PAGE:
If you are having troubles submitting your abstract through EasyChair, or if you have any questions about the submission and review process, please email the Program Committee at


submission deadline: May 31, 2016
notification to authors: August 2, 2016
registration deadline: October 1, 2016
conference: October 20–22, 2016


Jaroslav Švelch, Charles University in Prague (chair);
Hans-Joachim Backe, IT University of Copenhagen;
Radosław Bomba, Maria Curie-Skłodowska University;
Martin Buchtík, Czech Academy of Sciences;
Gordon Calleja, University of Malta;
Paweł Grabarczyk, University of Łódź;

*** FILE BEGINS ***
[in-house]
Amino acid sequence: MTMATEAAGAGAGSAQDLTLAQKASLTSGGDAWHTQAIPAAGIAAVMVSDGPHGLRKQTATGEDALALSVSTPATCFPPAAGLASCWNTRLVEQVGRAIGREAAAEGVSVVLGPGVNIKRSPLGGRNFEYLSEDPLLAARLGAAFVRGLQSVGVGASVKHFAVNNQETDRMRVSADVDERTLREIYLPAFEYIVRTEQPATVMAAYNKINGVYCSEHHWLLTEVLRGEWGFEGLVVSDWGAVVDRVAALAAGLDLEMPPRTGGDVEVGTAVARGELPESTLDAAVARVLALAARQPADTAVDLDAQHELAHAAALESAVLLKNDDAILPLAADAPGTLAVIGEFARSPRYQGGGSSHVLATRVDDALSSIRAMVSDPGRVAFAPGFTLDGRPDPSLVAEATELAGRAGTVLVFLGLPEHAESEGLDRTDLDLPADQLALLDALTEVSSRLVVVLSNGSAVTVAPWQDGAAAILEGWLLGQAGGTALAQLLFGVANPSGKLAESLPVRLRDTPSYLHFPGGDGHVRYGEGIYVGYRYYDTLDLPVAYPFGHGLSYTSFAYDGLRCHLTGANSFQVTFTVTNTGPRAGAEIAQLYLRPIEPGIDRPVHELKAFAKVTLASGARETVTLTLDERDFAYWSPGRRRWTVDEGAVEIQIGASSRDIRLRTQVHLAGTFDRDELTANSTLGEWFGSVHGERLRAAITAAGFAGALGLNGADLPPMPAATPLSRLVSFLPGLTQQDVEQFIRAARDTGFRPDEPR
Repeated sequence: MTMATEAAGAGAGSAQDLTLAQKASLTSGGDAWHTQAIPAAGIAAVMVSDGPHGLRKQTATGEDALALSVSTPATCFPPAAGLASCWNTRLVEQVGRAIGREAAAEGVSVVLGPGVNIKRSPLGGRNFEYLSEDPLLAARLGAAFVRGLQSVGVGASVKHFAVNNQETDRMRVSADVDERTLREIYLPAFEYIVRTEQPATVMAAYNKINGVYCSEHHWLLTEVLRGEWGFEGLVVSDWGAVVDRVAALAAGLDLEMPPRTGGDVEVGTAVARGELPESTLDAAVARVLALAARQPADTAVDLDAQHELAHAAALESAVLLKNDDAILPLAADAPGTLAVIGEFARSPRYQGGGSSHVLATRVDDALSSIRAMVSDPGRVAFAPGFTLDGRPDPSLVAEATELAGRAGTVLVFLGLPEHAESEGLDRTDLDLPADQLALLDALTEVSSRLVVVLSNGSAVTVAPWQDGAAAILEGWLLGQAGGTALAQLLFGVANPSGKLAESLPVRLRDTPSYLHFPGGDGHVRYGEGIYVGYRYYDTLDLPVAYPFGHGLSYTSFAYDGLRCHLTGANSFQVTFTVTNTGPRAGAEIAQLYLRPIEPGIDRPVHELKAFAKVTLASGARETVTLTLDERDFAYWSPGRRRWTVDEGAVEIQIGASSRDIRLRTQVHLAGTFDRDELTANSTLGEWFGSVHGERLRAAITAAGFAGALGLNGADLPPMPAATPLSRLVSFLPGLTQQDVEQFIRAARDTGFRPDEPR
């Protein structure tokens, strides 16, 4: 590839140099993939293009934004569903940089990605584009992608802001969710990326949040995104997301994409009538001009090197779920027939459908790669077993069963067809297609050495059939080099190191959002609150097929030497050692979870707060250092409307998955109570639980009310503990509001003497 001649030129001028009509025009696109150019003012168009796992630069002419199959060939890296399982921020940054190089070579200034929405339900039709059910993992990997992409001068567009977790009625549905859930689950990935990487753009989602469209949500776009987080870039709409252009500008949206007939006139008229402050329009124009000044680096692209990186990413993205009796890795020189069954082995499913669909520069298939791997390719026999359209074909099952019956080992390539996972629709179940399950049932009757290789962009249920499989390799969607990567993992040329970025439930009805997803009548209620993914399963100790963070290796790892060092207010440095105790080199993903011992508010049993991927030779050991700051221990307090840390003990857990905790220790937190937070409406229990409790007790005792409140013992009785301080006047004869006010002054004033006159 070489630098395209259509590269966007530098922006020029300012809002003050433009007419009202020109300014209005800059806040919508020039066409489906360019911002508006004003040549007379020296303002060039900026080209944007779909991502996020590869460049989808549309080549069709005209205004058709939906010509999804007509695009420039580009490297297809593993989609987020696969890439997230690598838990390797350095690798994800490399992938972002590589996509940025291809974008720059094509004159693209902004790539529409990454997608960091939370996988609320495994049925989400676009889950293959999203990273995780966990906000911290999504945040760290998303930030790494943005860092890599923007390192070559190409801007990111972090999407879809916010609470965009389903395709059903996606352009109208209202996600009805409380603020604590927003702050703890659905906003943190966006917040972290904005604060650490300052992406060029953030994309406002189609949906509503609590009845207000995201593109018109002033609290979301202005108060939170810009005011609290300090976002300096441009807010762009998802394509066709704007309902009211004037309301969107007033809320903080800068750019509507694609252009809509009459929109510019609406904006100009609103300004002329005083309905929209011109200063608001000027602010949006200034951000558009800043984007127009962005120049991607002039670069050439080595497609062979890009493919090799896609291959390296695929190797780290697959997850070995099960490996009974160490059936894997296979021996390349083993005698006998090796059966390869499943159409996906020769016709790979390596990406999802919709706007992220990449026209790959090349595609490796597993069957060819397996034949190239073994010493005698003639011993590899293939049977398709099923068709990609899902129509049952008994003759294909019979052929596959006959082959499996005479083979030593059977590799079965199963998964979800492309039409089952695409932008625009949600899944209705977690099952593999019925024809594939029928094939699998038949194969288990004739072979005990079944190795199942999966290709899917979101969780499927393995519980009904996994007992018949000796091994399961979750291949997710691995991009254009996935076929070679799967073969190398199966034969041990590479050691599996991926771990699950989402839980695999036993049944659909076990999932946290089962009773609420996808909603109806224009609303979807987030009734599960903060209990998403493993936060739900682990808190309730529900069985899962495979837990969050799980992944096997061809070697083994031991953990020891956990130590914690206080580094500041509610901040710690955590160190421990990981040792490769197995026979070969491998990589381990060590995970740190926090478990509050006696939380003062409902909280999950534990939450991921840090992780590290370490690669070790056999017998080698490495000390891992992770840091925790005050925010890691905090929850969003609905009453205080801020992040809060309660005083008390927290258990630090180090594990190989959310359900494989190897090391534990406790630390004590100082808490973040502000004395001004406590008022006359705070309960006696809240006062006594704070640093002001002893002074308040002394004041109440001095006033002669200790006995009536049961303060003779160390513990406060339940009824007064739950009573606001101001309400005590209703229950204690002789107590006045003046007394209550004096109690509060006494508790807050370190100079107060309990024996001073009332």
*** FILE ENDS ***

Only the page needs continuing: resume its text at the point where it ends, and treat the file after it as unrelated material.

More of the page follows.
Kristine Jørgensen, University of Bergen;
Bjarke Liboriussen, University of Nottingham Ningbo, China;
Jakub Macek, Masaryk University in Brno;
Jan Miškov, Masaryk University in Brno;
Torill Elvira Mortensen, IT University of Copenhagen;
Bernard Perron, Université de Montréal;
Pawel Schreiber, Kazimierz Wielki University;
Piotr Sitarski, University of Łódź.

Additional reviewers may be appointed by the members of the Program Committee.



CONTACT: For all questions and inquiries, please email us at or use the online contact form.